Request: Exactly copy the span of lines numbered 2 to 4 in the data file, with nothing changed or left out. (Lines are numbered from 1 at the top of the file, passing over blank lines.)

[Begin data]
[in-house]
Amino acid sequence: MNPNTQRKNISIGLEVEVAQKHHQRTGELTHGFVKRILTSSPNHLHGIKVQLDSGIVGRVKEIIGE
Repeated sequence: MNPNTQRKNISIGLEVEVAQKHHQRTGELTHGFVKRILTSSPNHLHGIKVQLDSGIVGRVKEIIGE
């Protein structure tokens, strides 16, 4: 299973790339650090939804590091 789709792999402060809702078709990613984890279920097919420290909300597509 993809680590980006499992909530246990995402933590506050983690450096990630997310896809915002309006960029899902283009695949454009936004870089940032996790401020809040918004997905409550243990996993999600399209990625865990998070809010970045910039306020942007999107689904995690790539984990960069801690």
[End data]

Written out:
Amino acid sequence: MNPNTQRKNISIGLEVEVAQKHHQRTGELTHGFVKRILTSSPNHLHGIKVQLDSGIVGRVKEIIGE
Repeated sequence: MNPNTQRKNISIGLEVEVAQKHHQRTGELTHGFVKRILTSSPNHLHGIKVQLDSGIVGRVKEIIGE
């Protein structure tokens, strides 16, 4: 299973790339650090939804590091 789709792999402060809702078709990613984890279920097919420290909300597509 993809680590980006499992909530246990995402933590506050983690450096990630997310896809915002309006960029899902283009695949454009936004870089940032996790401020809040918004997905409550243990996993999600399209990625865990998070809010970045910039306020942007999107689904995690790539984990960069801690």